Programming Windows: 4th Edition (1996) – Win32 via C

    Programming Windows: 5th Edition (1998) – Win32 via C

    Programming Windows: 6th Edition (2012) – Absolutely, Positively Not Win32 via C

    Yep, makes total sense.

  28. Paul M. Parks says:

    @John: Sorry, but no. The first three editions were not Win32; that didn't appear in any form until the fourth edition that addressed Windows 95. Only the fifth edition could be considered completely Win32.

  29. John says:

    @Paul:  Bitten by a technicality, but you know what I meant – the traditional Windows API.

  30. Raphael says:

    Nice. Bought. Hmm … did I just decrease his potential profits by $40?

  31. EMB says:

    > he has no plans to write a sixth edition of Programming Windows.

    Well, you made him correct the FAQ.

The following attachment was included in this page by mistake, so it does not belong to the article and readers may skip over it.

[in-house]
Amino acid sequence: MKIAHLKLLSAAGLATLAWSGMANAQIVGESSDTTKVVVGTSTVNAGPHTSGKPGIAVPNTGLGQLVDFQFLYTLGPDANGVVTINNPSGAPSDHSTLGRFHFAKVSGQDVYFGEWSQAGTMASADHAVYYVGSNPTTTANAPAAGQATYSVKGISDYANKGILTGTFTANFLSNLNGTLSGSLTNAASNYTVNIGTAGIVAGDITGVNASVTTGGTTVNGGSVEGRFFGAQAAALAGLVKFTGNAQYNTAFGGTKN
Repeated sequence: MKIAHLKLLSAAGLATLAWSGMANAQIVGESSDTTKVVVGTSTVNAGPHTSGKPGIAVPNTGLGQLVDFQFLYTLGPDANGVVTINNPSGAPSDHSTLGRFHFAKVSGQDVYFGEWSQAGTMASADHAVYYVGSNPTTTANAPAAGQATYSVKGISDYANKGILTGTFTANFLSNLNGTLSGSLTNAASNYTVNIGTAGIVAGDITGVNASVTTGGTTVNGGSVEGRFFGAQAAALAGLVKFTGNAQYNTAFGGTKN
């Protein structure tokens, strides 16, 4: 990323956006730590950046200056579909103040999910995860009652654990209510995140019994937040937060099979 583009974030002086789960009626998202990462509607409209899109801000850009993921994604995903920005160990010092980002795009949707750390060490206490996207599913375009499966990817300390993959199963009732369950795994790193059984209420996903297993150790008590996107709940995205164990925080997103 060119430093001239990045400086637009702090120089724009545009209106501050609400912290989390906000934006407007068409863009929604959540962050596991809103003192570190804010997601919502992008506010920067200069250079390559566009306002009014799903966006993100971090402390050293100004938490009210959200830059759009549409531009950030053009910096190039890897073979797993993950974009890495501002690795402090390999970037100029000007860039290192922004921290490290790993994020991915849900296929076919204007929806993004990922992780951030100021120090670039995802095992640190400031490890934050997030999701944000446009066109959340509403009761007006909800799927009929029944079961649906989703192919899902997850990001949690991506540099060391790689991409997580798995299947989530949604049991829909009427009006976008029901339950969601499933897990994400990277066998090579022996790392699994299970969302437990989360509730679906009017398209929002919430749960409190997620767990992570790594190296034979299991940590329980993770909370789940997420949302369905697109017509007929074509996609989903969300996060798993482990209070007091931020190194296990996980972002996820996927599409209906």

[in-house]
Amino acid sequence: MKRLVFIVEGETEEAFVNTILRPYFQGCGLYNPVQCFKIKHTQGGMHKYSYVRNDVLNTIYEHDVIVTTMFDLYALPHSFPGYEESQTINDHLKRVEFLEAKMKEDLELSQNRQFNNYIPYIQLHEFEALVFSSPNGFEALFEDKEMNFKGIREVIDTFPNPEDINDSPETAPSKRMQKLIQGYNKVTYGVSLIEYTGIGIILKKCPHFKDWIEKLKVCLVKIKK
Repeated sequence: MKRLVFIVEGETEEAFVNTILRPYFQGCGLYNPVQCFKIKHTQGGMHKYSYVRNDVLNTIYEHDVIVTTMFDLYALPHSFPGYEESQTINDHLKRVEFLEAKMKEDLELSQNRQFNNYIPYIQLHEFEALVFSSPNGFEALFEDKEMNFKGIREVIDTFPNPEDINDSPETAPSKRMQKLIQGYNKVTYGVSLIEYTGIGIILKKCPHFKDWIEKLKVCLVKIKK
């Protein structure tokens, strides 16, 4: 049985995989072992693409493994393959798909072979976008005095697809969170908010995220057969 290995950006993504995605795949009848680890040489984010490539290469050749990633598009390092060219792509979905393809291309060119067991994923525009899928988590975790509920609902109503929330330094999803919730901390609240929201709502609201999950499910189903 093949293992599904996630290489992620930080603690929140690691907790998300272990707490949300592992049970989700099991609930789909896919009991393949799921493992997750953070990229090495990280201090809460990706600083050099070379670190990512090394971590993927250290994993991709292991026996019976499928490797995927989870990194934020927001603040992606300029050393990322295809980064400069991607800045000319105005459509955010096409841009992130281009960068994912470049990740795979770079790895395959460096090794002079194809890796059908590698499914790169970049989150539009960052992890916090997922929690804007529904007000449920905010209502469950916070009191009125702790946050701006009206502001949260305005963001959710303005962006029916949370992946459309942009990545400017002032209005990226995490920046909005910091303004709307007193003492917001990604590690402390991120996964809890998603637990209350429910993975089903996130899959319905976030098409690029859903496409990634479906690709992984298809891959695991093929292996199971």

32. Raymond, I bet your MS Press book did better than my MS Press book!  Although I was asked to do another edition for .NET, hmmm.  Anyway, I meant to, but never got my copy of "The Old New Thing" autographed by you.  Maybe I'll send you an autographed copy of my book (use it to raise up your monitor another inch) and I'll send a long a copy of your book and return mailer.

    @Michael Mol:  You can get the following excellent MFC books from Amazon.com or Ebay.com very cheaply:  "Programming Windows with MFC" by Jeff Proise, "MFC Visual C++ 6" by Mike Blaszczak, and "MFC Internals".  Proise's book follows a very similar organization that mirrors Petzold's "Programming Windows" series.